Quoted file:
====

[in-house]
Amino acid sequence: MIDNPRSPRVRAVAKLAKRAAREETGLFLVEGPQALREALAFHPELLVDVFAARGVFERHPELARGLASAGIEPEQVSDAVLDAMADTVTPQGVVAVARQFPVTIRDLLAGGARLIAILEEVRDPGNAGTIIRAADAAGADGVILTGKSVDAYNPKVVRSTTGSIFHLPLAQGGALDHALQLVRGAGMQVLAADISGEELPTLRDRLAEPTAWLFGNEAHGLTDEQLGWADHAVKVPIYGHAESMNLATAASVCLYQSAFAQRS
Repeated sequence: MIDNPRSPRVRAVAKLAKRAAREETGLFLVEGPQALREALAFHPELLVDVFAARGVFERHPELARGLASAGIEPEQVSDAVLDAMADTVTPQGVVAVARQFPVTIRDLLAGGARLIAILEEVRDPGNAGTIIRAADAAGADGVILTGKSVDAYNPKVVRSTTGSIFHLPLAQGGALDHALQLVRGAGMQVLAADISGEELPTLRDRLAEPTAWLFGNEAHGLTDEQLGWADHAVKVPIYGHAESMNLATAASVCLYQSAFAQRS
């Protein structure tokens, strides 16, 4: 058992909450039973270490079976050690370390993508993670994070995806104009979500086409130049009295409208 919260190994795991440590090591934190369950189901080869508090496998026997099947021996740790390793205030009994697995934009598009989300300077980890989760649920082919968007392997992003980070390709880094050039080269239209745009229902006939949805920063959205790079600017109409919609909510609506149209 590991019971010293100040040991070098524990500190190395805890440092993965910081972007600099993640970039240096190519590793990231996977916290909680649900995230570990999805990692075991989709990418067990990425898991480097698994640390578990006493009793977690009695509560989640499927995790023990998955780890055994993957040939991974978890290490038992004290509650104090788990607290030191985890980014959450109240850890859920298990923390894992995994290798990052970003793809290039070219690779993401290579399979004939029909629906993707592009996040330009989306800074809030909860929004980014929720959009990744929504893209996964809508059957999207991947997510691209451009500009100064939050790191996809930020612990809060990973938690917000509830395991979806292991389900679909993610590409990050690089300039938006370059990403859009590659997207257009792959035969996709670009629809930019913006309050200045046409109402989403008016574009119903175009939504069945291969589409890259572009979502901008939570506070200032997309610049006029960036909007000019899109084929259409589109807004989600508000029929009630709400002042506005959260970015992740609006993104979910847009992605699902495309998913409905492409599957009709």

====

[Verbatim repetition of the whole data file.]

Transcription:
[in-house]
Amino acid sequence: MIDNPRSPRVRAVAKLAKRAAREETGLFLVEGPQALREALAFHPELLVDVFAARGVFERHPELARGLASAGIEPEQVSDAVLDAMADTVTPQGVVAVARQFPVTIRDLLAGGARLIAILEEVRDPGNAGTIIRAADAAGADGVILTGKSVDAYNPKVVRSTTGSIFHLPLAQGGALDHALQLVRGAGMQVLAADISGEELPTLRDRLAEPTAWLFGNEAHGLTDEQLGWADHAVKVPIYGHAESMNLATAASVCLYQSAFAQRS
Repeated sequence: MIDNPRSPRVRAVAKLAKRAAREETGLFLVEGPQALREALAFHPELLVDVFAARGVFERHPELARGLASAGIEPEQVSDAVLDAMADTVTPQGVVAVARQFPVTIRDLLAGGARLIAILEEVRDPGNAGTIIRAADAAGADGVILTGKSVDAYNPKVVRSTTGSIFHLPLAQGGALDHALQLVRGAGMQVLAADISGEELPTLRDRLAEPTAWLFGNEAHGLTDEQLGWADHAVKVPIYGHAESMNLATAASVCLYQSAFAQRS
């Protein structure tokens, strides 16, 4: 058992909450039973270490079976050690370390993508993670994070995806104009979500086409130049009295409208 919260190994795991440590090591934190369950189901080869508090496998026997099947021996740790390793205030009994697995934009598009989300300077980890989760649920082919968007392997992003980070390709880094050039080269239209745009229902006939949805920063959205790079600017109409919609909510609506149209 590991019971010293100040040991070098524990500190190395805890440092993965910081972007600099993640970039240096190519590793990231996977916290909680649900995230570990999805990692075991989709990418067990990425898991480097698994640390578990006493009793977690009695509560989640499927995790023990998955780890055994993957040939991974978890290490038992004290509650104090788990607290030191985890980014959450109240850890859920298990923390894992995994290798990052970003793809290039070219690779993401290579399979004939029909629906993707592009996040330009989306800074809030909860929004980014929720959009990744929504893209996964809508059957999207991947997510691209451009500009100064939050790191996809930020612990809060990973938690917000509830395991979806292991389900679909993610590409990050690089300039938006370059990403859009590659997207257009792959035969996709670009629809930019913006309050200045046409109402989403008016574009119903175009939504069945291969589409890259572009979502901008939570506070200032997309610049006029960036909007000019899109084929259409589109807004989600508000029929009630709400002042506005959260970015992740609006993104979910847009992605699902495309998913409905492409599957009709």